The Coalition for Energy Savings and Cambridge Econometrics released a new study demonstrating the multiple benefits of a 14.5% energy efficiency target
Illustration : Thomas Richter on Unsplash
As negotiations on the recast of the Energy Efficiency Directive are at the heart of the current EU policy agenda, a new study commissioned by the Coalition for Energy Savings unveils the several benefits that higher ambitions for energy efficiency could foster for the whole EU.
The study explores three scenarios in line with different levels of ambition concerning the 2030 EU energy efficiency target, a contentious and important point of negotiations. Looking at targets of 9% (Minimum Efficiency, the general approach), 13% (REPowerEU Efficiency, proposed by the European Commission) and 14.5% (Enhanced Efficiency, proposed by the European Parliement), the study reveals that the latter models would ensure positive environmental, social and economic advances. It demonstrates that energy efficiency is one of the keys to advance rapidly towards a just and clean energy transition and more energy security.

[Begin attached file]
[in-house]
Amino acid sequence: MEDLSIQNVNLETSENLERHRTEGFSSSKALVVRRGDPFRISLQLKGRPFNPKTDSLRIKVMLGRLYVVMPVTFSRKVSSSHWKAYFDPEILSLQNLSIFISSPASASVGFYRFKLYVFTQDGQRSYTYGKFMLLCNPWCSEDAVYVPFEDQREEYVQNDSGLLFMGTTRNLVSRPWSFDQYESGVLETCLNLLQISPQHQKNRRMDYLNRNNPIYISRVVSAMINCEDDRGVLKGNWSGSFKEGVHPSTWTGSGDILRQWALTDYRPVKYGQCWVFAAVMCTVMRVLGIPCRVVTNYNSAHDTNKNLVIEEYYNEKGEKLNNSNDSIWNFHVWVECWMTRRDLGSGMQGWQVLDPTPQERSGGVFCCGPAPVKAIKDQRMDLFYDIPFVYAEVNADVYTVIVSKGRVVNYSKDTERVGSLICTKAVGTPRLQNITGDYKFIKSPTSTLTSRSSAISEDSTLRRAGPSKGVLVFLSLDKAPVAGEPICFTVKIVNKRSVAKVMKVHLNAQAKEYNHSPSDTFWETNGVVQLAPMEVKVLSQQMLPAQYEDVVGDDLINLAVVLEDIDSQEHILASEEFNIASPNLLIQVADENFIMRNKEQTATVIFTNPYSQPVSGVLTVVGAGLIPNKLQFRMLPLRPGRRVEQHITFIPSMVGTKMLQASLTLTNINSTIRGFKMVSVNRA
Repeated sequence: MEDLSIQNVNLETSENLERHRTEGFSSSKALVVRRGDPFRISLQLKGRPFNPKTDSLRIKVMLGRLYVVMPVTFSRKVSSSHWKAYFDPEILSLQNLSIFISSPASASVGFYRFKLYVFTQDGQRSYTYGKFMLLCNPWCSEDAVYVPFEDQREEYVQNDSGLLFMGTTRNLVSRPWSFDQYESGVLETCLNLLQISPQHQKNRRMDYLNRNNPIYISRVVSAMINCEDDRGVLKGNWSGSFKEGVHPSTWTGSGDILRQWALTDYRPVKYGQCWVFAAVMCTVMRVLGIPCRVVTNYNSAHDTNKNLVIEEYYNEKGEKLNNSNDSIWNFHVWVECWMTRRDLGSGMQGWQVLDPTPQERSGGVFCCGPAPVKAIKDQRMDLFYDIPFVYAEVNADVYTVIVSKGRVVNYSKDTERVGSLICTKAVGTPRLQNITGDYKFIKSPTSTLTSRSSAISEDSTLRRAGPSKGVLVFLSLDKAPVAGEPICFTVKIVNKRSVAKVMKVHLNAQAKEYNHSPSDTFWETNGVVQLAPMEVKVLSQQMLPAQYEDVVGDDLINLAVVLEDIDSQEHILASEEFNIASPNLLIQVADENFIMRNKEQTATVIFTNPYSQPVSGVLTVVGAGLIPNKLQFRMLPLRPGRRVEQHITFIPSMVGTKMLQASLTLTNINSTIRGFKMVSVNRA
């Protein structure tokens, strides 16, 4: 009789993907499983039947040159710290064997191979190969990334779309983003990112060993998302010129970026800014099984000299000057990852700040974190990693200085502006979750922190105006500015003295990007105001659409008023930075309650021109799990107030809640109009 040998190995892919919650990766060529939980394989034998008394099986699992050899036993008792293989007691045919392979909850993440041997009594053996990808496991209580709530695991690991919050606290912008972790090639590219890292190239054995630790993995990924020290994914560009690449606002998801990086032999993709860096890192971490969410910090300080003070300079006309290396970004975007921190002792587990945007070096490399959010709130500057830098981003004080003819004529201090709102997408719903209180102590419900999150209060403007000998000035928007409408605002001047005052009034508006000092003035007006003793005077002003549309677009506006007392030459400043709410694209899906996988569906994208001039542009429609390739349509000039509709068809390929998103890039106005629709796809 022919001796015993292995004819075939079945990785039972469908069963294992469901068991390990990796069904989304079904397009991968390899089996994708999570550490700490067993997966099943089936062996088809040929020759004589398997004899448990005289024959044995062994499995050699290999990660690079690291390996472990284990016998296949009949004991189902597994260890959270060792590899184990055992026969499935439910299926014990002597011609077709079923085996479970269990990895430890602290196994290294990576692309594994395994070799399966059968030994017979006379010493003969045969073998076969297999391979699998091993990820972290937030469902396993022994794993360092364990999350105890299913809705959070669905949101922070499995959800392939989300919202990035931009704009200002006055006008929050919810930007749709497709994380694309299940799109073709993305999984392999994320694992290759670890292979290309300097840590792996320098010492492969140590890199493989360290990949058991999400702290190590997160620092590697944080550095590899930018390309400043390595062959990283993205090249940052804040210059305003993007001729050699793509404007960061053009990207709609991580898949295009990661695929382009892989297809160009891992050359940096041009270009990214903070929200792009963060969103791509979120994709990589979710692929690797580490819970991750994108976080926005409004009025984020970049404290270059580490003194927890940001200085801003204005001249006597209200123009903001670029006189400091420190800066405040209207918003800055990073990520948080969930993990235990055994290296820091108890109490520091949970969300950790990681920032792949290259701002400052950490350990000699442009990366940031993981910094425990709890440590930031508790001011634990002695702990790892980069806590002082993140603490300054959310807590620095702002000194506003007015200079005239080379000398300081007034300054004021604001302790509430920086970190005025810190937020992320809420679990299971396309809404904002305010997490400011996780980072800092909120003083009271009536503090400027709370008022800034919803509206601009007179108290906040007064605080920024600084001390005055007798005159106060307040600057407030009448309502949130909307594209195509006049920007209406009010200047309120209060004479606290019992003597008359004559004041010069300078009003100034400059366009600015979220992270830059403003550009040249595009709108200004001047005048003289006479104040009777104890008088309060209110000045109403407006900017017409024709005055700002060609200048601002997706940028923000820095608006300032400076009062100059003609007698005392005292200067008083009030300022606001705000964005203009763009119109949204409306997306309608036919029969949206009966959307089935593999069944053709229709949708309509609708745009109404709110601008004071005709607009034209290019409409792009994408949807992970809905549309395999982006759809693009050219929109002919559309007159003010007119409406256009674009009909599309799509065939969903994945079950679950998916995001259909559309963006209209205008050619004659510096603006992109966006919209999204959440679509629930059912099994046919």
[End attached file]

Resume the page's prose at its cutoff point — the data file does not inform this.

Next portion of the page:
The study can be downloaded here.